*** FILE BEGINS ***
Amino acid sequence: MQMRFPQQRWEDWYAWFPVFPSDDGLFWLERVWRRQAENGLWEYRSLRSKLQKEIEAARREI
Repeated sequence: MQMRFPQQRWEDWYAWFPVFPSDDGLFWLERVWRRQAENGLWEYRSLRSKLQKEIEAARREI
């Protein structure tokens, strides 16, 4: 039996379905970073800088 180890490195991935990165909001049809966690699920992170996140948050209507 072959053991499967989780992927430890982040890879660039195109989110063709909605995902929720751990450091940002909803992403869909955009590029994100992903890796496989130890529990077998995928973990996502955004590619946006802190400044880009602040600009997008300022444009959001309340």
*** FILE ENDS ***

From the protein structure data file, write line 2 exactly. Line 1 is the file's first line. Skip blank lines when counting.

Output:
Repeated sequence: MQMRFPQQRWEDWYAWFPVFPSDDGLFWLERVWRRQAENGLWEYRSLRSKLQKEIEAARREI